Whatcha Reading? September 2022

By: OwlCrate . Photo By: @erikas_bookshelf

Which great books did Team OwlCrate read in September? Read on to find out!

Leave a comment letting us know which awesome books you read in September for a chance to win a $25 OwlCrate shop gift card! The winner will be selected on Tuesday, October 11th.

The OwlCrate Jr Team also read some great books this month! CHECK IT OUT.

Babel by R.F. Kuang
Babel by R.F. Kuang

I'm not surprised I loved Babel - it's one of my most anticipated releases of the year. Dark Academia is my jam, and then mix in historical fantasy and examinations of colonialism and how translation and languages powered (and powers) the British empire. 

Robin is a Chinese boy raised in Britain, taught languages from an early age for the day when he will be admitted to Babel - the Royal Institution of Translation. Here students can learn silver-working: a magic infused in silver bars based on translations of languages. These bars contain many different powers, and they help Britain's colonial rule. Slowly Robin comes to realize that Babel isn't really working for the good of all he must decide if he has the power to change an institution, or if revolution is in sight.

Tomorrow and Tomorrow and Tomorrow by Gabrielle Zevin
Tomorrow and Tomorrow and Tomorrow by Gabrielle Zevin

A Little Life by Hanya Yanigahara is one of my all time favorite books - but I would never recommend it to someone as it's completely devastating. Reading Tomorrow and Tomorrow and Tomorrow was the first time I've ever read a book that gave me similar vibes, but in a far less devastating (although still somewhat devastating) way.

In it we follow Sam and Sadie, friends since childhood, over the course of over 30 years. They collaborate on the creation of a hit video game, launching them to stardom. This starts a course of events that leads to happiness, heartbreak, failure and the examination what it is to love and be loved.

— Cori

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When Women Were Dragons by Kelly Barnhill
When Women Were Dragons
After devouring The Ogress and the Orphans last year, I could not wait to get my hands on Kelly Barnhill's adult literary fiction debut. I was not disappointed. When Women Were Dragons takes place mostly through the eyes of our main character, Alex, shortly after The Mass Dragoning. Over the course of a single day in 1955, hundreds of thousands of ordinary women, many of them mothers and wives, spontaneously transformed into dragons and took to the skies, leaving behind their families and a charred trail of destruction. Through Alex's point of view, as well as letters, historical documents, and more, we see how afraid the general public is to learn about this life altering event, and the lengths they will go to prevent it from happening again with a younger generation of girls and women. But some things only grow stronger when you try to stifle them...
In different hands, the symbolism of dragons as a catchall for basically all things within the societal spectrum of feminism could have read as either very clunky or overly academic, but Barnhill brings this magical realist story and its characters to life in a way that feels real at every heartbreaking, infuriating, and uplifting turn.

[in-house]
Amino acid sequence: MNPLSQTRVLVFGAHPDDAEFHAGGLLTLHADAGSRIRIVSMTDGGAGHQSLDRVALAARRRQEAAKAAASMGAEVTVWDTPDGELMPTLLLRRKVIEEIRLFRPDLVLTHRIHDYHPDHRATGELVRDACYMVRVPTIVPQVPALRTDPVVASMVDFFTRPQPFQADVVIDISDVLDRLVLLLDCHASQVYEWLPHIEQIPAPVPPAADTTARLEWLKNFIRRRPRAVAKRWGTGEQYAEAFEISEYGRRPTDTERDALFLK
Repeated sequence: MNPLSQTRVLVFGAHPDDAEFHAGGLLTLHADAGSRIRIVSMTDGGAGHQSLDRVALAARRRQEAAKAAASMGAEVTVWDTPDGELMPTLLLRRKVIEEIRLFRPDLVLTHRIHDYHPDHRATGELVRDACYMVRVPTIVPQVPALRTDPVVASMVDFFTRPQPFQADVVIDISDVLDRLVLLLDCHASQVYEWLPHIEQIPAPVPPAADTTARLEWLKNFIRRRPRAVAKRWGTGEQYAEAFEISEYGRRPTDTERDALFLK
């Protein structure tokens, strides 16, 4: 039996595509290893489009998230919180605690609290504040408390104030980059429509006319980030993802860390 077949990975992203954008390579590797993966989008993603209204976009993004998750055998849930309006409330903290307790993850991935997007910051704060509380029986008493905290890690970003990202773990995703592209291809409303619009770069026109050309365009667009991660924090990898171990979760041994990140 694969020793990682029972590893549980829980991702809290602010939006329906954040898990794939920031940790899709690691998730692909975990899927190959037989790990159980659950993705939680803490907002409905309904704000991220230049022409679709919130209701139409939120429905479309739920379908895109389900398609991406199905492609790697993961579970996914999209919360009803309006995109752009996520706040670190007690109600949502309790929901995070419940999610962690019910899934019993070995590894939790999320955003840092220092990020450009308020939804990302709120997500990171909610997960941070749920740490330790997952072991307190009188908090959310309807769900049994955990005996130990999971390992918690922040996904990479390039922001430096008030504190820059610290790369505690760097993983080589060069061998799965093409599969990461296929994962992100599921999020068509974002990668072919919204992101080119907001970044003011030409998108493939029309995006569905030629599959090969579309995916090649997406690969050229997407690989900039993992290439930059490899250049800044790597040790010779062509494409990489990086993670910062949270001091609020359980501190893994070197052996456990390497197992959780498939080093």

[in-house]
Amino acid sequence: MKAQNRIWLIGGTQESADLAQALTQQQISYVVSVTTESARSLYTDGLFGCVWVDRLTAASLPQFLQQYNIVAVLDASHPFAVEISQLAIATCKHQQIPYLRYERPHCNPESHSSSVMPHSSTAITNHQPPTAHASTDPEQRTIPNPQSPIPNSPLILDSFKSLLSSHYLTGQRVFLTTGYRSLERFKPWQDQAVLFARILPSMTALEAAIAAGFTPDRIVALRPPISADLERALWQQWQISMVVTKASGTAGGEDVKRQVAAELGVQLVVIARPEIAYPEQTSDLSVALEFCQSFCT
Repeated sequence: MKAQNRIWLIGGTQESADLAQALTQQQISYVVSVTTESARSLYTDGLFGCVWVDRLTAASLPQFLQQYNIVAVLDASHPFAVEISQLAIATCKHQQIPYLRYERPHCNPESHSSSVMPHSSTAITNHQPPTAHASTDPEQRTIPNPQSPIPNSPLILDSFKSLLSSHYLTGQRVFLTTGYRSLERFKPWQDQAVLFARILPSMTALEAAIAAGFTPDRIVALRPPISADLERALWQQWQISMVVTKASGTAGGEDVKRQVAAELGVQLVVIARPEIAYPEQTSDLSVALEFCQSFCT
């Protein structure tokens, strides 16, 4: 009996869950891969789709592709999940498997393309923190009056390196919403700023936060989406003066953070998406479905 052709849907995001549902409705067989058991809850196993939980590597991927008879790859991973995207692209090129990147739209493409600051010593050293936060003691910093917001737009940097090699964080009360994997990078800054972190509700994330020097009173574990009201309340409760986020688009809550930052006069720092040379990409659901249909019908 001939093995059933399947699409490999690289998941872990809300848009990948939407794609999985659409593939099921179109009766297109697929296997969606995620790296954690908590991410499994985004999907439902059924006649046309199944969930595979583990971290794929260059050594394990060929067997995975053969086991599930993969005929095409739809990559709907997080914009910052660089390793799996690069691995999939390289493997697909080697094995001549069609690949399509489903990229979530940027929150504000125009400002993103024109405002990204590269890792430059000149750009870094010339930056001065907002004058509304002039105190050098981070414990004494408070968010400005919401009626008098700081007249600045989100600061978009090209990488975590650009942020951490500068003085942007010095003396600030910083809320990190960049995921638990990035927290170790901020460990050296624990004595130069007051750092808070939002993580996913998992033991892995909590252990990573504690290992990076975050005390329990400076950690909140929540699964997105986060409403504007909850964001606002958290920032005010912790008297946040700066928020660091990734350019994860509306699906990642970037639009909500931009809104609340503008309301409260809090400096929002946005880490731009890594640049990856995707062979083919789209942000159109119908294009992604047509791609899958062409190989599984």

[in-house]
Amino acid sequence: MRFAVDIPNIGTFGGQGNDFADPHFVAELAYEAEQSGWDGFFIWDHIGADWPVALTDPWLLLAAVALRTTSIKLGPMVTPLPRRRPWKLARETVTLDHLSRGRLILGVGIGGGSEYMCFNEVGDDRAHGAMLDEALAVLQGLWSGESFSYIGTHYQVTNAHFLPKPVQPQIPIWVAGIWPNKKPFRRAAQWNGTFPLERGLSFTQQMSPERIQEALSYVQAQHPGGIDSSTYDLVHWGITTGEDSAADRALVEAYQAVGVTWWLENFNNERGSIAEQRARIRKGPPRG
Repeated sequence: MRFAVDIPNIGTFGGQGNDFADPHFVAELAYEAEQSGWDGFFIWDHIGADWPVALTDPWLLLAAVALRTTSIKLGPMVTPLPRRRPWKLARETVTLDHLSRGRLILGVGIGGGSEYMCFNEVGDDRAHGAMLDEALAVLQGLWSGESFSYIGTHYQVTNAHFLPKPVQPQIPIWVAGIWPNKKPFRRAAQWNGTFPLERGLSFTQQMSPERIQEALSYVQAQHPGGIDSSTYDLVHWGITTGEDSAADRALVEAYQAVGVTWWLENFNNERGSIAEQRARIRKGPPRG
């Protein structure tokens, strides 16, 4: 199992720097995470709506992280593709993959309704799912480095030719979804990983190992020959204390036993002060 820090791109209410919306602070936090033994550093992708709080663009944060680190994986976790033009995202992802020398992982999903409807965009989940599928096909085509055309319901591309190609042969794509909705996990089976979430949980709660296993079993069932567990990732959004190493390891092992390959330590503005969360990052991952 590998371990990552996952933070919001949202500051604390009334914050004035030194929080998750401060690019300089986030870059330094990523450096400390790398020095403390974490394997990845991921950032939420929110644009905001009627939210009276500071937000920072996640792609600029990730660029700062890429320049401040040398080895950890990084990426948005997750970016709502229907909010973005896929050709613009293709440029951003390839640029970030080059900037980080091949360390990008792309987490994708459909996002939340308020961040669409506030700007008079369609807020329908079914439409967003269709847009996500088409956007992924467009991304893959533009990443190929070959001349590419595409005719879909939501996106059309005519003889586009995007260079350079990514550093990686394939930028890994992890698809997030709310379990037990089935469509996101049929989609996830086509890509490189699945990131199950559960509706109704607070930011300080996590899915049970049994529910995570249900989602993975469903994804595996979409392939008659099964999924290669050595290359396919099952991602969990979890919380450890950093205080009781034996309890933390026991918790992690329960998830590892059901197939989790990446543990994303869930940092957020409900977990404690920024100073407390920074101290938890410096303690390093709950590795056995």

— Sally

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Heartstopper by Alice Oseman

Late to the party but so glad I made an appearance. I binge-read all four volumes of Heartstopper in about a week and it was amazing. I absolutely love these characters and it all felt like a warm and hopeful hug. I wasn’t in a reading slump per se but this was definitely the boost I needed. The story of Charlie and Nick falling in love is just charming. I also love the artwork. I read the series via WebToon so it was all black and white so I did miss out on the beautiful washes of colour in the actual books. Definitely lives up to the hype and I highly recommend for some wholesome and cozy autumn reading!

Royal City Vol. 1: Next of Kin by Jeff Lemire
Royal City Vol. 1" Next of Kin

I am starting to believe that Jeff Lemire can do now wrong. I picked this up on a whim but it ended up being a better choice than I anticipated. The story of a family coming together after their father has had a stroke. They are all dealing with their own demons and the ending made me immediately put the next two volumes on hold at the library. I really like Lemire because, even when I least expect it, I turn the page and BOOM, I identify with everything this character just said. He has such real and relatable characters. His artwork is this book is as beautiful as ever. I’ve always loved his style and it’s half the reason I pick up his books. I am very much looking forward to the next two volumes.

— Crystal

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What great books have you read lately? Let us know in the comments!

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